There was once this thing considered ideal for an African woman seeking to date an African man.
This thing of tall, dark and handsome.
So let’s be honest, how many of us African/Black women chanced upon this tall, dark and handsome man who was equally caring, unselfish, loving, attentive…blah,blah blah? My guess is none of us. And even if we did get this tall, dark and handsome man, chances were, he might have been lacking in other areas we considered crucial in building a healthy relationship. Unfortunately or fortunately, we were forced back to earth and concluded that a love interest’s character was what mattered as opposed to only how he was supposed to look.
I am a short woman. Just 5’0 tall. In the very recent past, I had never thought anything about my height since I come from a family of short women on my maternal side. But not until someone I considered a love interest seemed thoroughly bothered by my height. In a short duration of time, I got descriptions of pint sized and too short which really caught me by surprise. Nobody had ever seemed bothered by my height in the past. Including those men who felt there was not enough spark to warrant a romantic relationship with me. At least they were polite enough to spare me the bodily criticism.
To make matters even more appalling, the fact that I had recently done the big chop was also a huge cause for concern. Now when an African woman decides to go the big chop way, just know that she has tried just about anything on her African head from braids, to perms, relaxers, color, you name it, to finally settle on rocking her naturally, God given tuft. Here I was, riding on the wave of the natural hair movement and actually starting to really love it when out of the blues someone decided I was a fad follower, had a school girl look and just needed to grow that damn African mane. As if my past experiences trying to figure out this kinky head did not matter at all.
My weight was also a contentious issue. I was flab. For a moment there, I felt like an African female version of humpty dumpty, with barbed wire short strands sticking out of my head. They tell you that a confident woman is never bothered by other’s opinions of her but trust me, when someone decides to attack that very thing that makes up you as a woman, it is bound to cause all kinds of bodily insecurities. And so I was left licking my wounds. Never mind the fact that I had mentioned beforehand how I looked to him and I’m barely plus size but simply, a short woman with a perfectly God given apple shape and short African hair.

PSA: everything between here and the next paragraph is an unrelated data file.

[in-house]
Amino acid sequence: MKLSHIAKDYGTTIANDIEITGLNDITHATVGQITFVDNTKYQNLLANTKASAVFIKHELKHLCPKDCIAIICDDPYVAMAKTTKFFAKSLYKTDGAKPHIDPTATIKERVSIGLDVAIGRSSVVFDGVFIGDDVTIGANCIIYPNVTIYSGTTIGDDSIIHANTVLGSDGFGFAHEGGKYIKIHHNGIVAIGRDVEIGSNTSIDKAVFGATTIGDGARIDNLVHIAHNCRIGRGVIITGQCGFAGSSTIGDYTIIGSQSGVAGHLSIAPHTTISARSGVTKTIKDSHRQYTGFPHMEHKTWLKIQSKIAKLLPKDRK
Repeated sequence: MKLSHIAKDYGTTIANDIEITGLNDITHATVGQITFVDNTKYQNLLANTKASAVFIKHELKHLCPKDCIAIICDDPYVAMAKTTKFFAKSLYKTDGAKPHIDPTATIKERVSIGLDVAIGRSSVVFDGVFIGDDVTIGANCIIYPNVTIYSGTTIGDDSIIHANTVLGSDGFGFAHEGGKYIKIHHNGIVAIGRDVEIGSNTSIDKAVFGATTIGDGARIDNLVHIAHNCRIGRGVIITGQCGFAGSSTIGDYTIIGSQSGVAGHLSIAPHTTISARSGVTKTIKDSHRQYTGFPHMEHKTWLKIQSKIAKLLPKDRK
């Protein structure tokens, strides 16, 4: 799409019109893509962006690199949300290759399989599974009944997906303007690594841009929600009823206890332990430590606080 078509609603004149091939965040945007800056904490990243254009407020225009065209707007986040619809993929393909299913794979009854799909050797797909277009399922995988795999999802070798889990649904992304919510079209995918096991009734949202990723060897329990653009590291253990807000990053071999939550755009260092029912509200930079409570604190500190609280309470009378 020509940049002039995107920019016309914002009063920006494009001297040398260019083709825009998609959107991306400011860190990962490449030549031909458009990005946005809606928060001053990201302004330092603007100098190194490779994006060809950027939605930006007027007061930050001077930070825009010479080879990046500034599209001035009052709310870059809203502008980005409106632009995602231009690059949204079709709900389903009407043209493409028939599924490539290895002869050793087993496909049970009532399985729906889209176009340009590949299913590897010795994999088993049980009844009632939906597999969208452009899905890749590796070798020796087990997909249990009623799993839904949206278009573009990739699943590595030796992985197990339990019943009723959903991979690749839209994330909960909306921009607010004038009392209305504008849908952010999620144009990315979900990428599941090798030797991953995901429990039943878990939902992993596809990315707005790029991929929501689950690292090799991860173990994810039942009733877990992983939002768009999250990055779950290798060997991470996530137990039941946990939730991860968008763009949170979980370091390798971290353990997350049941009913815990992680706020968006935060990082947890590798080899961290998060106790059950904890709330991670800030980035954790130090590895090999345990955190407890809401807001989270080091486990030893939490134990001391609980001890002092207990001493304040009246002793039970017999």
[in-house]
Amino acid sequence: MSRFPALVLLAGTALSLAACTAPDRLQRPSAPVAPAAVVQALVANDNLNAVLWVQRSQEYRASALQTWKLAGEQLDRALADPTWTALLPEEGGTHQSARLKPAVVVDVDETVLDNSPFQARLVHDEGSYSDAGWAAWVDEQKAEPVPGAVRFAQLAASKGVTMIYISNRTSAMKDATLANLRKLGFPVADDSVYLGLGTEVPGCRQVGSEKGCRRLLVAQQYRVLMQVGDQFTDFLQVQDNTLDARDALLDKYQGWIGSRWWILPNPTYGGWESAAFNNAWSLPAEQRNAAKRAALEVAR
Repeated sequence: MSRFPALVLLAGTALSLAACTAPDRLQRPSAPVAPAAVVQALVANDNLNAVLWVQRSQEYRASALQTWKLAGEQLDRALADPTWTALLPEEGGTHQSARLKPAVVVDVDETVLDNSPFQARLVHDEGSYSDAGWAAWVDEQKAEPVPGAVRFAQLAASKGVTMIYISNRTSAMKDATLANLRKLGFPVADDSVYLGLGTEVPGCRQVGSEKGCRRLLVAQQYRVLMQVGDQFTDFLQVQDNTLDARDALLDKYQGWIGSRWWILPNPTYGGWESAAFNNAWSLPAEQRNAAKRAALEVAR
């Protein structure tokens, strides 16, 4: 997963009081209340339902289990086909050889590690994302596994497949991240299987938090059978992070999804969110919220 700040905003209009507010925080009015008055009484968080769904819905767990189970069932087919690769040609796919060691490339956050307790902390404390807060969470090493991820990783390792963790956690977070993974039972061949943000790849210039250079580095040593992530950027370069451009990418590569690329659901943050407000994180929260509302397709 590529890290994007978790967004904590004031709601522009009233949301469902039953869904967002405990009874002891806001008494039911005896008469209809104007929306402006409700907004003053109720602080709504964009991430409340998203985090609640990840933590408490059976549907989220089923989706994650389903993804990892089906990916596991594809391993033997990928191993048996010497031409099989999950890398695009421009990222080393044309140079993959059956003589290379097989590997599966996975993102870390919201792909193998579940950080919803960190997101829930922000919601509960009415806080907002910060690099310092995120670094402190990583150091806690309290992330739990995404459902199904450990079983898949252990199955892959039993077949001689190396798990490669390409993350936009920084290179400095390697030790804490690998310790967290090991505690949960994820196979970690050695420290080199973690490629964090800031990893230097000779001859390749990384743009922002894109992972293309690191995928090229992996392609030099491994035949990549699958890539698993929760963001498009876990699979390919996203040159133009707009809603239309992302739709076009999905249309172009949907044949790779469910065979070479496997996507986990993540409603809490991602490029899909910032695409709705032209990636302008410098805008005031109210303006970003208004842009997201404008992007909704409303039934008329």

This experience got me thinking about how being superficial has actually only served in being detrimental to our love lives. We often times complain as women that there are no good men left out there when in reality, we have this long mental list of standards that we use to gauge a potential mate with. Half of those standards being based on how he looks. I equally know of men who would rather be caught dead dating a dark woman, short woman, fat woman, a woman with tattoos…you name it. And yet, those very same men will sulk and whine that there are no marriageable women nowadays.
This obsession with things appearing on the surface causes us to spend a huge chunk of our dating life analyzing and sifting through men and women trying to match our standards with them. In the process, we forget all about ourselves and whether we are indeed what someone else would call an ideal mate. And all because we have let our superficial standards on others take us down the selfish route.
I’m not trying to suggest that you date the very first person who comes your way that you are thoroughly unsure of. It is perfectly in order to be unsure of some people and especially when you get that deep intuition that this might not work in the long run. However, sometimes and in certain situations, we need to cut potential mates some bit of slack. Otherwise, we will waste our years wearing our critical lenses and bemoaning the fact that we can’t seem to find someone to love us unconditionally.
Do you love yourself in the first place unconditionally or are you simply looking for someone to make you feel good about yourself? That you can walk arm in arm with that magazine, cut out, looking woman and others will acknowledge how much of a good taste in women you have. Or that you will show off your sexy and dapper man to your friends and will almost swear the green eyed monster has paid them a visit.
Indeed some of the couples considered most incompatible are the ones who ended up having the relationships to be admired by many. For them, it was not only a matter of looking at the surface and quickly writing each other off for perceived flaws but being patient enough with each other, to discover that despite what many considered their significant differences, they indeed complimented each other.
This encounter has taught me that despite failing to meet a man’s standards, I do not need to wallow in self pity at this kind of rejection. It has also opened up my eyes to the fact that I need to personally be realistic when considering a potential mate to date. I do not need to tear down their appearance just because I do not feel attracted to their physique. Rather, I need to reject them in a way that does not make them feel inadequate as individuals. Indeed, that which you consider inadequate to you, could perfectly be adequate for another.
I would love to hear if any of you has ever had a similar experience to mine.